It is this evolution author Fran Hawk and illustrator Sherry Neidigh have given life to in their book Count Down to Fall. Perfect to read, right now, as we embark on the close of Summer and make our way head long into the cool, brisk days of Autumn. Readers who live in areas where the seasons do complete this phenomenal change, will assuredly find themselves inspired to look at nature a whole new way after reading this fun and informative book.

Count Down to Fall is a journey through the woods, past ten different deciduous trees. Through the rhyming stanza storyline, Hawk educates her readers about the different types of trees and what their leaves look like as they release their hold on their branches and start their slow, flutter to the ground. But the learning doesn't stop there. No, like with every Sylvan Dell release, there's more educational aspects hidden inside the fun story exterior. In addition to teaching readers about each specific tree, leaf, and fruit this book also teaches basic backwards counting from ten to one.

Remember, I said there were ten different trees featured, and the author has cleverly written her tale to show each tree losing a certain number of leaves. Starting with the first tree, the sweet gum, ten leaves falls to the ground. Next nine leaves float lazily down from the dogwood tree. I won't give any more away by continuing to list the trees, but you get the point.

Don't worry that young readers will shy away from this one because of the educational benefits. For as has been mentioned already, Sylvan Dell's line always blends the perfect amount of fun with education. Your kids won't even realize they're learning until it's too late!

Illustrated by the ever so talented Sherry Neidigh, this book will leave you counting down the days until you can see the changes in nature for yourself first hand. Bright, bold illustrations bring home the beauty of nature in the Autumn, and show readers just exactly what each tree and leaf should like. Seriously, I simply love how Neidigh incorporated so many aspects in to each of her lovely pictorial spreads. Each picture shows what the tree looks like in Fall; a close up of the bark, leaves- both in Summer and Fall, and any fruit the tree produces (such as pinecones and nut); and it presents it in it's natural environment, complete with pictures of the animals that would be living in, on, or around it. It's a complete illustration package.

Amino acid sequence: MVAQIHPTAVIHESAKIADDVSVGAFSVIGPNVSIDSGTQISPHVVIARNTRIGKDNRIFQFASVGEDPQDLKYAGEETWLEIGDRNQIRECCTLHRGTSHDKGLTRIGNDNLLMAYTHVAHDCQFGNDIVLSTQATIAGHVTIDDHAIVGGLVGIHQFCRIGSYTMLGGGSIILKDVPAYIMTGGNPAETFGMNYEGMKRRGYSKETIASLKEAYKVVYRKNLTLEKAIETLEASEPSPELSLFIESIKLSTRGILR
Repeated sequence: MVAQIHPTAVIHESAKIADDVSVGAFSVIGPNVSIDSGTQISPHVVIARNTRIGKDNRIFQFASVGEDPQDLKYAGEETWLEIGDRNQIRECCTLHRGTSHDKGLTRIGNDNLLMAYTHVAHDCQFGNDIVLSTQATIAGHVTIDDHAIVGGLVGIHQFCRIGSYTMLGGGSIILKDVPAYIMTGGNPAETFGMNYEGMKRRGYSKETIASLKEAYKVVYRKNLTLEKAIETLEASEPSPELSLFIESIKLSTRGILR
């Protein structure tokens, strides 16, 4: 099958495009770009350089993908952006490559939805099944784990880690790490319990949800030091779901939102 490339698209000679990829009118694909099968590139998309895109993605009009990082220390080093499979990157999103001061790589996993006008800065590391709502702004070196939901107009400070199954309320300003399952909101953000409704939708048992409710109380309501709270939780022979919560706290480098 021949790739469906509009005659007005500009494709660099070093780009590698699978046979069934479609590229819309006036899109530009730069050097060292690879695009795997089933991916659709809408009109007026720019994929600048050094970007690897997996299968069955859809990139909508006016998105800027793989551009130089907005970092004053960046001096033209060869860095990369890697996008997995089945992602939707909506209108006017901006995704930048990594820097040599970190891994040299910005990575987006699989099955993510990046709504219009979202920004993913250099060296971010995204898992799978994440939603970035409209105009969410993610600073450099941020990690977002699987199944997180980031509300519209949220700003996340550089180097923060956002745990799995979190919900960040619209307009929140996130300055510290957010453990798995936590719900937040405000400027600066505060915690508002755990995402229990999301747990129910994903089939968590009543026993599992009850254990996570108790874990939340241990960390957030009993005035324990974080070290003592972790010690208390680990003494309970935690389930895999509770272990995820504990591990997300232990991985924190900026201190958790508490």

The "Creative Minds" section, found at the end of the story, is another fine example of what Sylvan Dell brings to the table through their books. The first section gives information about each plant part (stems, seeds, roots, etc), and then has the reader match the part descriptions with a small picture of each one, as found in the story. The second section touches on the various shapes, sizes, and colors of the leaves. Again, readers are given a descriptive list of the shapes, and then are asked to match them to the pictures of leaves featured on the page. The third section talks about the importance of plants, and shows how each animal in the story relys on those plants for basic survival. Lastly, in the fourth section of the "Creative Minds" portion of the book readers are given pictures of five types of leaves in both their Fall and Summer state. They're then asked to match the leaves into pairs.

It's the best of both worlds, where in parent's are concerned. Your child reads this and enjoys a short break from the craziness of today's technology dependant world. He uses his brain as he not only processes the story and plays the games, but also as he learns something new. The best part of all, he has no idea how educational the experience actually was!

Fall is almost upon us, and with it comes the relief of cooler temperatures and the beauty of changing leaves. So, can you think of a better time than now to settle down with your child to read Sylvan Dell's new release, Count Down to Fall by Fran Hawk? I certainly can't.

OUR RATING: 5 hearts

The Free Library of Philadelphia Needs Your Help!

If you or someone you know lives in the Philidelphia area you have likely already heard the disheartening news about what's to become of their Free Library there in the months ahead. Unfortunately, it seems that due to state budget cuts or simple lack of financial planning all of the Philidelphia Free Libraries are at risk of being closed effective October 2, 2009. As anyone with a love for books knows, we simply can't allow this to happen!

Books are a huge part of libraries, but what we must remember is that our libraries offer so much more than just the opportunity to read and borrow books. Additionally, they offer media services where patrons can check out audio and video products for use at home. They offer free on-site computer stations with internet service, so job seekers can look and apply for jobs; so students can do homework and online research; so seniors can get needed information about social security and other benefits. There are countless programs and services available to the community through the library, and all are free. That's why it is so important, especially in today's economy, for our libraries to be available and well funded.

With libraries being in such popular demand by children and adults alike, residents in the Philidelphia area must band together now to contact their elected state officials to let them know that losing the Philidelphia Free Community Library system is not an option. Let your voices be heard, and be sure to pass along the word to anyone you know who will also feel the loss should the government not come up with a budget solution quickly.

Here's the link to the Free Library of Philadelphia home page- When you get there a pop-up window should open up with the link for how to contact your local Philadelphia region elected official(s). Also, should you be interested in more information on this, please feel free to check out the library's We Need Action Now! page.